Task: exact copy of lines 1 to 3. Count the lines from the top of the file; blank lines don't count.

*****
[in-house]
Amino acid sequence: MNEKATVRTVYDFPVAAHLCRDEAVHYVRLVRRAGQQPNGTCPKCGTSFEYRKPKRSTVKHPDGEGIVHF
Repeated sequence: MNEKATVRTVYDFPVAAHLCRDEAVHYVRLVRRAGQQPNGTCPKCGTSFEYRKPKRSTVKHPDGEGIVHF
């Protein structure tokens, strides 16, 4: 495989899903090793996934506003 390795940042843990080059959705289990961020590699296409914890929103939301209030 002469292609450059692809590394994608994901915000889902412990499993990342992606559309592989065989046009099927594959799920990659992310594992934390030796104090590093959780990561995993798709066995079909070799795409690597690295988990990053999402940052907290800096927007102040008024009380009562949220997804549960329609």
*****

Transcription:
[in-house]
Amino acid sequence: MNEKATVRTVYDFPVAAHLCRDEAVHYVRLVRRAGQQPNGTCPKCGTSFEYRKPKRSTVKHPDGEGIVHF
Repeated sequence: MNEKATVRTVYDFPVAAHLCRDEAVHYVRLVRRAGQQPNGTCPKCGTSFEYRKPKRSTVKHPDGEGIVHF